The U.S. Department of Veterans Affairs seeks to provide veterans with the world-class benefits and services they deserve. A mission of this magnitude requires high standards and accountability for all VA employees. So, to ensure speed and consistency in claims reporting, the VA uses a quality control system to monitor this process.
In the last year, the organization learned that its app, the Work and Time Reporting System (WATRS), didn’t adhere to certain 508 accessibility requirements.
The VA takes Section 508 compliance seriously. To uphold its own standards and the federal mandate, it needed to address the gaps.
Section 508 was created to ensure IT accessibility for people with disabilities.
For example, the visually impaired use screen readers that both read the text of a web page and translate images on the page, too. That means organizations must include textual cues called alternative text (brief written descriptions about images) in their website HTML. Without this, visually impaired consumers can’t fully experience your content.
There’s much more to 508 compliance than this single standard. But missing any one guideline risks isolating a significant portion of the population. And federal entities with non-compliant websites could be held liable.
In WATRS, a third-party integration that provided time-tracking capabilities had roughly 15 ongoing issues that prevented 508 compliance.
Hanna Buchan, a senior analyst at the U.S. Department of Veterans Affairs, explained that every time the software vendor tried to resolve the issues, it generated more problems.
“They weren’t able to give a timeline or even a tentative timeline. So, we couldn’t work with that,” she said.
Time was of the essence
Hanna sits in the Office of Business Integration. It’s a team of 100 employees who act as liaisons between IT and the business, translating requirements into technical specifications and building solutions.
WATRS is a 4-year-old system originally built in Classic Salesforce then migrated to Lightning. The initial requirement for the app was simple: build a visual interface for time tracking. At the time, a vendor was chosen based on low cost which produced unanticipated challenges.
The solution required heavy customization. The UI was also dated. Consumers commented that it looked like something from the ‘90s and the term “Craigslist-y” was uttered more than once.
More importantly, WATRs had an active 508 complaint on file for almost two years. In spite of the VA’s best efforts in working with a third party software vendor to address concerns, the Department of Veterans Affairs, Enterprise Program Management Division which oversees 508 compliance within the Office of Information Technology (OIT), planned to escalate the issue to Congress.
Additionally, if the challenges couldn’t be resolved soon, the federal government may have been liable. For Hanna and her team, it was crunch time.
Getting buy-in from 14,000 people—aka, rolling boulders up a mountain
Beyond the immediate concern of resolving 508 compliance issues, the Office of Business Integration had an equivalent challenge: getting 14,000 consumers to accept and adopt an overhauled WATRS app, a system they relied on every day.
The organization also needed to address concerns from its IT counterpart—the Digital Transformation Center (DTC)—and its leadership.
Hanna said, “It felt like rolling two huge boulders up a mountain.”
To tackle this change management challenge, her team first sought consensus from the DTC.
Hanna’s colleague, Chris Colvin, a Program Analyst in the VA, initially recommended Skuid. Bryan Broome, a Salesforce Architect at the VA was an early advocate as well.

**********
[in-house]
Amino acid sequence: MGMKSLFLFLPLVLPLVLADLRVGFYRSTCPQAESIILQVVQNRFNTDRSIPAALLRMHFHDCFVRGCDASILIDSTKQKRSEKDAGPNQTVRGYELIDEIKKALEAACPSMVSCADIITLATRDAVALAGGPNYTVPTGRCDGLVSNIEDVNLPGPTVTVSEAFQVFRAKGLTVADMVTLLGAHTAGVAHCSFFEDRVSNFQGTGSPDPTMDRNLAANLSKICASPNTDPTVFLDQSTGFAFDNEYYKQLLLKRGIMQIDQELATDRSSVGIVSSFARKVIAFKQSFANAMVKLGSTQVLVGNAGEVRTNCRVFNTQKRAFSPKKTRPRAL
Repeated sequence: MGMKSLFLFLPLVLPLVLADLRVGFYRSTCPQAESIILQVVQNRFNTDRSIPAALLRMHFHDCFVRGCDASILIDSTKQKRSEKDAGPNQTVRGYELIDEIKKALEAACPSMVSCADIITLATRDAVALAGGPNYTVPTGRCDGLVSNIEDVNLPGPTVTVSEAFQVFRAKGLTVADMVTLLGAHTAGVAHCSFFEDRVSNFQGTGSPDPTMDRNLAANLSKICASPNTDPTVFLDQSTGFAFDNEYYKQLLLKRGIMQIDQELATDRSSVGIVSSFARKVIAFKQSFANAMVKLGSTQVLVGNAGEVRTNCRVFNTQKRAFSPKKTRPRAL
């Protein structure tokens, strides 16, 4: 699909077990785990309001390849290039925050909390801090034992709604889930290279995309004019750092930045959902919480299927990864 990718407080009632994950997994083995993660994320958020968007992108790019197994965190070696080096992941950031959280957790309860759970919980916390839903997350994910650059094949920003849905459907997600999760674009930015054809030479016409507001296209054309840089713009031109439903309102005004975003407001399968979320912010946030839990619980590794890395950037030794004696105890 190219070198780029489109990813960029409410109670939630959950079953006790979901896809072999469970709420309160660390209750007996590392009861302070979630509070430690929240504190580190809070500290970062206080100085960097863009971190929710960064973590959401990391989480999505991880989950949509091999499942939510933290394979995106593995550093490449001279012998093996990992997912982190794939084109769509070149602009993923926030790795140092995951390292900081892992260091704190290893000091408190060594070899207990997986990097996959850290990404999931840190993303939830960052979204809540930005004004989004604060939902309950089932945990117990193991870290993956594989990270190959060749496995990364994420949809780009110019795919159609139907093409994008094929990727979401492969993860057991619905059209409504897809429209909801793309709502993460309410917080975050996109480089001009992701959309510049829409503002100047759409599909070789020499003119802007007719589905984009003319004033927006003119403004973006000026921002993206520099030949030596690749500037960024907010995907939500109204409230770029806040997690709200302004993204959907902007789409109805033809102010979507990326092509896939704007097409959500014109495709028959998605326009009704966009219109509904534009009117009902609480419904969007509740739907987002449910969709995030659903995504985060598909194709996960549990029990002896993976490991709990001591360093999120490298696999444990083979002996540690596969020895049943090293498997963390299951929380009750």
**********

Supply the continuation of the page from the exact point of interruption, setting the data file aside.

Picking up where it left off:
But the DTC was hesitant about Skuid, believing it would be difficult to maintain and deploy apps using the low-code toolkit. After Skuid developers and advocates assisted with some briefings, the DTC got on board.
The next challenge: obtain buy-in from the WATRS product owner and consumers. Though the UI was outdated, everyone was used to the app’s look and feel. Many also thought, “It works now, so why change it?”
Consumers were worried about production standards declining. And would revamping WATRS drastically change how it worked or how time was tracked? Hanna’s team recognized it needed a 1:1 replacement with minimal downtime.
Custom communication was key
With over 14,000 people to convince, Hanna says that personalized communication helped her team obtain the consensus needed to move forward.
“We had to say the same thing in different ways to different stakeholders. People always want to know, ‘What’s in it for me?’ so we had to speak in that perspective to each group.”
Skuid helped Hanna build custom pros and cons lists for each stakeholder type: consumers, the product owner, other employees from the field, and the DTC.
A modern, visually pleasing system
Skuid and Accenture Federal Services built and deployed the new WATRS app in just six months. Not only did the VA match the previous app’s functionality, it increased usability and added more features. The refined user experience added clarity and improved user efficiency.
About a week after deployment, compliments poured in:
“WATRS now looks like a modern system.”
“I actually like looking at it.”
“It's more user friendly.”
Most importantly, the new system addressed all the previous 508 issues, bringing the VA back into compliance.
Hanna says, “It [508 compliance] is part of every module that we develop, and that includes everything from training documents and training deliverables. It's just part of everything that we do for either veterans or our employees.”
She also stressed the importance of getting the experience just right.
“It’s not an exciting thing to input all your transactions for the day because you’re being monitored. So, we wanted to make the application as seamless and user friendly as possible. We were able to both add enhancements to WATRS and make it easier to use, too."